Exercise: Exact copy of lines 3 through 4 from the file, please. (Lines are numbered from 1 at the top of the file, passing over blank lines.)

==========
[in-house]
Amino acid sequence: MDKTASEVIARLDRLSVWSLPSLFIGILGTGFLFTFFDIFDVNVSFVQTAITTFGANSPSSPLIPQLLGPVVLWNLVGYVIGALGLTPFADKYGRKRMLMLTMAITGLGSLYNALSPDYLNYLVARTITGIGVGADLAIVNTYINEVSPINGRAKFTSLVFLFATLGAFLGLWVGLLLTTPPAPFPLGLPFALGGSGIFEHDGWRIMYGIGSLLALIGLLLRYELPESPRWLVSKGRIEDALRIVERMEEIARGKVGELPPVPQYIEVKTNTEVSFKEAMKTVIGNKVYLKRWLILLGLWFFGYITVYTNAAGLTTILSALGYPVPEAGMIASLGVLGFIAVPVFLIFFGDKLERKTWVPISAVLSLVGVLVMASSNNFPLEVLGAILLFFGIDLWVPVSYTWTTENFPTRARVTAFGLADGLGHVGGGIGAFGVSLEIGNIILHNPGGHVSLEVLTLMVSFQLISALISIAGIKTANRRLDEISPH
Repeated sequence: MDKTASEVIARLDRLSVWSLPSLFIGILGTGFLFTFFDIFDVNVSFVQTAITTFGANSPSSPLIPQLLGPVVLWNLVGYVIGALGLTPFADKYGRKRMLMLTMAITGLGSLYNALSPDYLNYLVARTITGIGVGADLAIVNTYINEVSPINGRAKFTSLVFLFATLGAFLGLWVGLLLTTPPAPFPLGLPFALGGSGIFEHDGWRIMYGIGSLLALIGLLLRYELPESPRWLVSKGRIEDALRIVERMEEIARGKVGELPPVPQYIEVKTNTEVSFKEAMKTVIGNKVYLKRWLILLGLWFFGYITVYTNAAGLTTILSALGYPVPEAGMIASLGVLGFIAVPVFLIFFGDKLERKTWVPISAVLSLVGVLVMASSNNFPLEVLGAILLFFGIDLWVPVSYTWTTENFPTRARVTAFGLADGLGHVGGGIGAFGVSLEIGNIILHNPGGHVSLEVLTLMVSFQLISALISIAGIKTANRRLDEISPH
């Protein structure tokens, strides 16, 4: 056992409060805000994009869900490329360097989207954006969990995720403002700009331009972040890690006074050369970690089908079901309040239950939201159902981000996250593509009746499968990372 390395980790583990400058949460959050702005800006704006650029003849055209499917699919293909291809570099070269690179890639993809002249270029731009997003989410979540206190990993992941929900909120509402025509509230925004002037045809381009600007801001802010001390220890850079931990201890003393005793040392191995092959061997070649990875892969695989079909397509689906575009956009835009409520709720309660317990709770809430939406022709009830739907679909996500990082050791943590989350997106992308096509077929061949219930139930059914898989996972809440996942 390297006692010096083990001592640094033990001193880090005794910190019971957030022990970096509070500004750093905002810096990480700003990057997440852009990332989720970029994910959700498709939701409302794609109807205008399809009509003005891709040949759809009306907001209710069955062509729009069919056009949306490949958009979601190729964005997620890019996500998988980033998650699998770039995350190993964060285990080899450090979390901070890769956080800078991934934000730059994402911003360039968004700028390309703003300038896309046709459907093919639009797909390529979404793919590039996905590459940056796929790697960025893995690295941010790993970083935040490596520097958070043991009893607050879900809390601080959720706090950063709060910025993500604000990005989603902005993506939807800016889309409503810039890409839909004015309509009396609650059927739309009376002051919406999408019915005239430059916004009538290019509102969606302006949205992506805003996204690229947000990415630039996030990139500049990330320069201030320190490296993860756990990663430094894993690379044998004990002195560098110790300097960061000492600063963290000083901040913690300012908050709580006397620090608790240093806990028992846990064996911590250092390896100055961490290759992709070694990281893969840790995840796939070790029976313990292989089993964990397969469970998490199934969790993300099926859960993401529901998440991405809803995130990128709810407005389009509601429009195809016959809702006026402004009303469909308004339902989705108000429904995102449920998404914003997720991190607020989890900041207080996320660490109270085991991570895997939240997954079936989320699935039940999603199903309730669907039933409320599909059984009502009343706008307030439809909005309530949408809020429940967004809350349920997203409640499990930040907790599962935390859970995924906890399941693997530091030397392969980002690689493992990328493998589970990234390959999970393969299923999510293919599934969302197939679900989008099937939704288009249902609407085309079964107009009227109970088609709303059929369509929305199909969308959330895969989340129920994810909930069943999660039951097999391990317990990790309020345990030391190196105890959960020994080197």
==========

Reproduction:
Repeated sequence: MDKTASEVIARLDRLSVWSLPSLFIGILGTGFLFTFFDIFDVNVSFVQTAITTFGANSPSSPLIPQLLGPVVLWNLVGYVIGALGLTPFADKYGRKRMLMLTMAITGLGSLYNALSPDYLNYLVARTITGIGVGADLAIVNTYINEVSPINGRAKFTSLVFLFATLGAFLGLWVGLLLTTPPAPFPLGLPFALGGSGIFEHDGWRIMYGIGSLLALIGLLLRYELPESPRWLVSKGRIEDALRIVERMEEIARGKVGELPPVPQYIEVKTNTEVSFKEAMKTVIGNKVYLKRWLILLGLWFFGYITVYTNAAGLTTILSALGYPVPEAGMIASLGVLGFIAVPVFLIFFGDKLERKTWVPISAVLSLVGVLVMASSNNFPLEVLGAILLFFGIDLWVPVSYTWTTENFPTRARVTAFGLADGLGHVGGGIGAFGVSLEIGNIILHNPGGHVSLEVLTLMVSFQLISALISIAGIKTANRRLDEISPH
């Protein structure tokens, strides 16, 4: 056992409060805000994009869900490329360097989207954006969990995720403002700009331009972040890690006074050369970690089908079901309040239950939201159902981000996250593509009746499968990372 390395980790583990400058949460959050702005800006704006650029003849055209499917699919293909291809570099070269690179890639993809002249270029731009997003989410979540206190990993992941929900909120509402025509509230925004002037045809381009600007801001802010001390220890850079931990201890003393005793040392191995092959061997070649990875892969695989079909397509689906575009956009835009409520709720309660317990709770809430939406022709009830739907679909996500990082050791943590989350997106992308096509077929061949219930139930059914898989996972809440996942 390297006692010096083990001592640094033990001193880090005794910190019971957030022990970096509070500004750093905002810096990480700003990057997440852009990332989720970029994910959700498709939701409302794609109807205008399809009509003005891709040949759809009306907001209710069955062509729009069919056009949306490949958009979601190729964005997620890019996500998988980033998650699998770039995350190993964060285990080899450090979390901070890769956080800078991934934000730059994402911003360039968004700028390309703003300038896309046709459907093919639009797909390529979404793919590039996905590459940056796929790697960025893995690295941010790993970083935040490596520097958070043991009893607050879900809390601080959720706090950063709060910025993500604000990005989603902005993506939807800016889309409503810039890409839909004015309509009396609650059927739309009376002051919406999408019915005239430059916004009538290019509102969606302006949205992506805003996204690229947000990415630039996030990139500049990330320069201030320190490296993860756990990663430094894993690379044998004990002195560098110790300097960061000492600063963290000083901040913690300012908050709580006397620090608790240093806990028992846990064996911590250092390896100055961490290759992709070694990281893969840790995840796939070790029976313990292989089993964990397969469970998490199934969790993300099926859960993401529901998440991405809803995130990128709810407005389009509601429009195809016959809702006026402004009303469909308004339902989705108000429904995102449920998404914003997720991190607020989890900041207080996320660490109270085991991570895997939240997954079936989320699935039940999603199903309730669907039933409320599909059984009502009343706008307030439809909005309530949408809020429940967004809350349920997203409640499990930040907790599962935390859970995924906890399941693997530091030397392969980002690689493992990328493998589970990234390959999970393969299923999510293919599934969302197939679900989008099937939704288009249902609407085309079964107009009227109970088609709303059929369509929305199909969308959330895969989340129920994810909930069943999660039951097999391990317990990790309020345990030391190196105890959960020994080197």